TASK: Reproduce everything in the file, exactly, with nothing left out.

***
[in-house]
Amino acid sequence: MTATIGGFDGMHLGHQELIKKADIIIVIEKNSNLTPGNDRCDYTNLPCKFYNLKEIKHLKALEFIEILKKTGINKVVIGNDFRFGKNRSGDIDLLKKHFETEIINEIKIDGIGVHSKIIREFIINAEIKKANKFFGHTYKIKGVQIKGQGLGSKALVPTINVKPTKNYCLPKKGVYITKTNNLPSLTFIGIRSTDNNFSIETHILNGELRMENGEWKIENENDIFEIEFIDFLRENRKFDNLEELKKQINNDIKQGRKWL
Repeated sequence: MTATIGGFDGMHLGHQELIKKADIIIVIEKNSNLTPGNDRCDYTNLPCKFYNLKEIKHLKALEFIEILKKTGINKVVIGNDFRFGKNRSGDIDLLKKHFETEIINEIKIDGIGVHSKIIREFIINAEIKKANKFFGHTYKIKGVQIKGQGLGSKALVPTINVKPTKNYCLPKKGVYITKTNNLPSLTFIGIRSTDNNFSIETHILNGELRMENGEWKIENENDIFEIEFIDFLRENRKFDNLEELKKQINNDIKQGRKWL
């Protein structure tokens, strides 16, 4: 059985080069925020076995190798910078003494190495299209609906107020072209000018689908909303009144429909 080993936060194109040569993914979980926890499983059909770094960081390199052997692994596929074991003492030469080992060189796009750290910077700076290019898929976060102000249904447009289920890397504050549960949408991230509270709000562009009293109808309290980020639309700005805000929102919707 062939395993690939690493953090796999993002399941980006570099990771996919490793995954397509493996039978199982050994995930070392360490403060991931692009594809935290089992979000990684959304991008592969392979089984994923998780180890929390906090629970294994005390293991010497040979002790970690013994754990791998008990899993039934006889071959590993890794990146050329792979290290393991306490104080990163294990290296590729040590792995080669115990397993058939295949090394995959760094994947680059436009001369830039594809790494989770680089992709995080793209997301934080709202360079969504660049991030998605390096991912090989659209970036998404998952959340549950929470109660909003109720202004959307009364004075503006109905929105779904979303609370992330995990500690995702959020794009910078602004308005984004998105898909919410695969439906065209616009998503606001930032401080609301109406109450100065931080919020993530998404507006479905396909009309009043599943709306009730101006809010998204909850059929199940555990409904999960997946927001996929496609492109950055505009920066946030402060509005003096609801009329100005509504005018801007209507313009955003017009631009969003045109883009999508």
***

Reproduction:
[in-house]
Amino acid sequence: MTATIGGFDGMHLGHQELIKKADIIIVIEKNSNLTPGNDRCDYTNLPCKFYNLKEIKHLKALEFIEILKKTGINKVVIGNDFRFGKNRSGDIDLLKKHFETEIINEIKIDGIGVHSKIIREFIINAEIKKANKFFGHTYKIKGVQIKGQGLGSKALVPTINVKPTKNYCLPKKGVYITKTNNLPSLTFIGIRSTDNNFSIETHILNGELRMENGEWKIENENDIFEIEFIDFLRENRKFDNLEELKKQINNDIKQGRKWL
Repeated sequence: MTATIGGFDGMHLGHQELIKKADIIIVIEKNSNLTPGNDRCDYTNLPCKFYNLKEIKHLKALEFIEILKKTGINKVVIGNDFRFGKNRSGDIDLLKKHFETEIINEIKIDGIGVHSKIIREFIINAEIKKANKFFGHTYKIKGVQIKGQGLGSKALVPTINVKPTKNYCLPKKGVYITKTNNLPSLTFIGIRSTDNNFSIETHILNGELRMENGEWKIENENDIFEIEFIDFLRENRKFDNLEELKKQINNDIKQGRKWL
């Protein structure tokens, strides 16, 4: 059985080069925020076995190798910078003494190495299209609906107020072209000018689908909303009144429909 080993936060194109040569993914979980926890499983059909770094960081390199052997692994596929074991003492030469080992060189796009750290910077700076290019898929976060102000249904447009289920890397504050549960949408991230509270709000562009009293109808309290980020639309700005805000929102919707 062939395993690939690493953090796999993002399941980006570099990771996919490793995954397509493996039978199982050994995930070392360490403060991931692009594809935290089992979000990684959304991008592969392979089984994923998780180890929390906090629970294994005390293991010497040979002790970690013994754990791998008990899993039934006889071959590993890794990146050329792979290290393991306490104080990163294990290296590729040590792995080669115990397993058939295949090394995959760094994947680059436009001369830039594809790494989770680089992709995080793209997301934080709202360079969504660049991030998605390096991912090989659209970036998404998952959340549950929470109660909003109720202004959307009364004075503006109905929105779904979303609370992330995990500690995702959020794009910078602004308005984004998105898909919410695969439906065209616009998503606001930032401080609301109406109450100065931080919020993530998404507006479905396909009309009043599943709306009730101006809010998204909850059929199940555990409904999960997946927001996929496609492109950055505009920066946030402060509005003096609801009329100005509504005018801007209507313009955003017009631009969003045109883009999508």